Scholars and states privilege the written. Documents are often our reference-points and our thinking is mostly heavily logocentric. Yet documents, records and statistics are not self-evident. They are socially produced, and carefully negotiated, stored, deployed and circulated. They are the raison d’etre around which bureaucracies are formed; apparently disinterested matters of record but at the same time both aesthetically crafted and hugely powerful.
In postcolonial states, papers are precious, conferring status, recording grievances, communicating power; and are even more fetishised where masses are illiterate and the right to produce them authoritatively is carefully reserved.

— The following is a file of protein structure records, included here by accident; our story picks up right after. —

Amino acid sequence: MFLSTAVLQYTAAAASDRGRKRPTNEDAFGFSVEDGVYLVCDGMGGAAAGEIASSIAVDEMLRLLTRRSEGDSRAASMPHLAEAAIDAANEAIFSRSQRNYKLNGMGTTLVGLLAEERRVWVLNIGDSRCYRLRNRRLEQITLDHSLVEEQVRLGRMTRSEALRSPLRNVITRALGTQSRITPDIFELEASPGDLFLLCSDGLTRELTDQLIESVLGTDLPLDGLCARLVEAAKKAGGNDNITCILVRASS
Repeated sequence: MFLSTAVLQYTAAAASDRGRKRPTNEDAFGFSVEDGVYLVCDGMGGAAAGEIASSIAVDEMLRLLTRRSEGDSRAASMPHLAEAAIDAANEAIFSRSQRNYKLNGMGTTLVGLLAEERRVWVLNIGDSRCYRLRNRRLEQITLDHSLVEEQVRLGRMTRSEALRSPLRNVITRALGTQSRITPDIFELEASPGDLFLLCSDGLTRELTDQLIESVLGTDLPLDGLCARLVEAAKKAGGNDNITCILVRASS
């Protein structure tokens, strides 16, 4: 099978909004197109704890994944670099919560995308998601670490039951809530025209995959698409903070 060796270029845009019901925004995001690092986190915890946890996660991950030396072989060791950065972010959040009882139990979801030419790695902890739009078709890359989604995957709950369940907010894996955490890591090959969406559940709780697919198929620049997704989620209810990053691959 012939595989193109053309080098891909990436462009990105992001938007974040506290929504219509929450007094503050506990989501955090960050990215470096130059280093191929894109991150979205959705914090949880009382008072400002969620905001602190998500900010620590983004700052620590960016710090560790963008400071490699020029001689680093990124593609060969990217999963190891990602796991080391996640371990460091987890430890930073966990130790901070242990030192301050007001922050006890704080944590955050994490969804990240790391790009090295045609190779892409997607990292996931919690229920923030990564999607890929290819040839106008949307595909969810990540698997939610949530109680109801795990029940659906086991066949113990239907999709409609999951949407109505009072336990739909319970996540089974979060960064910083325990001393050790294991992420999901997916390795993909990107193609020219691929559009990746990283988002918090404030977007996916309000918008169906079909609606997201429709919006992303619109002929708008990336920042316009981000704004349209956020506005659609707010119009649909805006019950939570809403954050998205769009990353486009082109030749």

What goes into them and what does not are constructed residues of social processes which filter what the state and its interlocutors record and acknowledge, and what they leave out. At the same time they are material culture, and their materiality matters; termites eat them, fire burns them, light crumbles them, age may either reinforce their authenticity or cast doubt on it.
Even apparently simple documents may be residues of lengthy and complex processes of practice; the tortuous processes of acquiring land title deeds, the post-facto production of police records to create a neat paper-trail in retrospect, the angst over having educational qualifications issued, authenticated, or proved fake.
This panel calls for papers on the social production, utility and usage of documents: certificates, petitions, records, letters, forms, notices, archives; all and any documentation which constructs or demarcates relationships between states and citizens, not just in terms of content but also the relations of its production.